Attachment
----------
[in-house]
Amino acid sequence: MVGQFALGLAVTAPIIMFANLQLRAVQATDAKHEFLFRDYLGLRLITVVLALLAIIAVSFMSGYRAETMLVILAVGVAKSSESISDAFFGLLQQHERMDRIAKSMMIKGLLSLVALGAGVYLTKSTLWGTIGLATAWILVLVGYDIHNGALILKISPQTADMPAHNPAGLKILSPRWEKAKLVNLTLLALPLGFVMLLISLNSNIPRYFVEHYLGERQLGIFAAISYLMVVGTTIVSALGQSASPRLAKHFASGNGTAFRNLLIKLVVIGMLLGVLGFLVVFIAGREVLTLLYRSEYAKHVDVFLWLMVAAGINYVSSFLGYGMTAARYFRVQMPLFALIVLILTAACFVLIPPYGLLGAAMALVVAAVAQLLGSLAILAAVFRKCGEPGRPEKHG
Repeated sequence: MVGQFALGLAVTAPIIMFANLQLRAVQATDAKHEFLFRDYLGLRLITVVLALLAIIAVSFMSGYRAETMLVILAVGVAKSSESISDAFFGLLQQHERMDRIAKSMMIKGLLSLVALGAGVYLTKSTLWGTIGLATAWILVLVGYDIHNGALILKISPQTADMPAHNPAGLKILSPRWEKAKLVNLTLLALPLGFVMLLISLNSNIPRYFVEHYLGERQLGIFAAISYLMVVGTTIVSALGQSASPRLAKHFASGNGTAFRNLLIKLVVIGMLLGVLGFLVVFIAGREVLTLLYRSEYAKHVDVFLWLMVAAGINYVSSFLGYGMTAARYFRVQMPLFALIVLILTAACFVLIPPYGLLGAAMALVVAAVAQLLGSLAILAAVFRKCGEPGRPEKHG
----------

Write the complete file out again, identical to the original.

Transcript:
[in-house]
Amino acid sequence: MVGQFALGLAVTAPIIMFANLQLRAVQATDAKHEFLFRDYLGLRLITVVLALLAIIAVSFMSGYRAETMLVILAVGVAKSSESISDAFFGLLQQHERMDRIAKSMMIKGLLSLVALGAGVYLTKSTLWGTIGLATAWILVLVGYDIHNGALILKISPQTADMPAHNPAGLKILSPRWEKAKLVNLTLLALPLGFVMLLISLNSNIPRYFVEHYLGERQLGIFAAISYLMVVGTTIVSALGQSASPRLAKHFASGNGTAFRNLLIKLVVIGMLLGVLGFLVVFIAGREVLTLLYRSEYAKHVDVFLWLMVAAGINYVSSFLGYGMTAARYFRVQMPLFALIVLILTAACFVLIPPYGLLGAAMALVVAAVAQLLGSLAILAAVFRKCGEPGRPEKHG
Repeated sequence: MVGQFALGLAVTAPIIMFANLQLRAVQATDAKHEFLFRDYLGLRLITVVLALLAIIAVSFMSGYRAETMLVILAVGVAKSSESISDAFFGLLQQHERMDRIAKSMMIKGLLSLVALGAGVYLTKSTLWGTIGLATAWILVLVGYDIHNGALILKISPQTADMPAHNPAGLKILSPRWEKAKLVNLTLLALPLGFVMLLISLNSNIPRYFVEHYLGERQLGIFAAISYLMVVGTTIVSALGQSASPRLAKHFASGNGTAFRNLLIKLVVIGMLLGVLGFLVVFIAGREVLTLLYRSEYAKHVDVFLWLMVAAGINYVSSFLGYGMTAARYFRVQMPLFALIVLILTAACFVLIPPYGLLGAAMALVVAAVAQLLGSLAILAAVFRKCGEPGRPEKHG